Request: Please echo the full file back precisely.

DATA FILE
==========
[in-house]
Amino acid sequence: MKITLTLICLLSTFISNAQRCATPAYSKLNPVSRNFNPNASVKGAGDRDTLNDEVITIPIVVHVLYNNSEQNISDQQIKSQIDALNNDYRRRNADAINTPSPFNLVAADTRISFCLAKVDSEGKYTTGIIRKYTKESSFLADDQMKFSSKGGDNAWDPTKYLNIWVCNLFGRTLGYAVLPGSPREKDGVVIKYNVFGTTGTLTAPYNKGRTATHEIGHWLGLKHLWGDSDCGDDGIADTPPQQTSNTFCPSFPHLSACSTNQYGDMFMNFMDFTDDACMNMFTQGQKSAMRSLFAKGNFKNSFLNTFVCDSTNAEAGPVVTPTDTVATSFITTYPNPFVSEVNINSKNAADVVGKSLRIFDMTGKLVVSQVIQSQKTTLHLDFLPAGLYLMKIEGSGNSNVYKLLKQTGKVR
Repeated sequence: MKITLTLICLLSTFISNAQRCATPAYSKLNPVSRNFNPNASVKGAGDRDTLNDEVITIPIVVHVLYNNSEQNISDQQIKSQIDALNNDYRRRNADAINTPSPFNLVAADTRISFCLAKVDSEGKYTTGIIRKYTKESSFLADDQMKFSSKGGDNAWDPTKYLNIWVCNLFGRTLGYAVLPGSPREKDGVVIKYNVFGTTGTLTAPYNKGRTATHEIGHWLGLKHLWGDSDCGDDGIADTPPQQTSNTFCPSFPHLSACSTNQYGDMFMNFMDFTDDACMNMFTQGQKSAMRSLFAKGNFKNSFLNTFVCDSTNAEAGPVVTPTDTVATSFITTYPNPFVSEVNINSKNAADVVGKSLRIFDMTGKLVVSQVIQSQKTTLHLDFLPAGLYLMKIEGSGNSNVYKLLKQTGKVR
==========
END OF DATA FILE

[in-house]
Amino acid sequence: MKITLTLICLLSTFISNAQRCATPAYSKLNPVSRNFNPNASVKGAGDRDTLNDEVITIPIVVHVLYNNSEQNISDQQIKSQIDALNNDYRRRNADAINTPSPFNLVAADTRISFCLAKVDSEGKYTTGIIRKYTKESSFLADDQMKFSSKGGDNAWDPTKYLNIWVCNLFGRTLGYAVLPGSPREKDGVVIKYNVFGTTGTLTAPYNKGRTATHEIGHWLGLKHLWGDSDCGDDGIADTPPQQTSNTFCPSFPHLSACSTNQYGDMFMNFMDFTDDACMNMFTQGQKSAMRSLFAKGNFKNSFLNTFVCDSTNAEAGPVVTPTDTVATSFITTYPNPFVSEVNINSKNAADVVGKSLRIFDMTGKLVVSQVIQSQKTTLHLDFLPAGLYLMKIEGSGNSNVYKLLKQTGKVR
Repeated sequence: MKITLTLICLLSTFISNAQRCATPAYSKLNPVSRNFNPNASVKGAGDRDTLNDEVITIPIVVHVLYNNSEQNISDQQIKSQIDALNNDYRRRNADAINTPSPFNLVAADTRISFCLAKVDSEGKYTTGIIRKYTKESSFLADDQMKFSSKGGDNAWDPTKYLNIWVCNLFGRTLGYAVLPGSPREKDGVVIKYNVFGTTGTLTAPYNKGRTATHEIGHWLGLKHLWGDSDCGDDGIADTPPQQTSNTFCPSFPHLSACSTNQYGDMFMNFMDFTDDACMNMFTQGQKSAMRSLFAKGNFKNSFLNTFVCDSTNAEAGPVVTPTDTVATSFITTYPNPFVSEVNINSKNAADVVGKSLRIFDMTGKLVVSQVIQSQKTTLHLDFLPAGLYLMKIEGSGNSNVYKLLKQTGKVR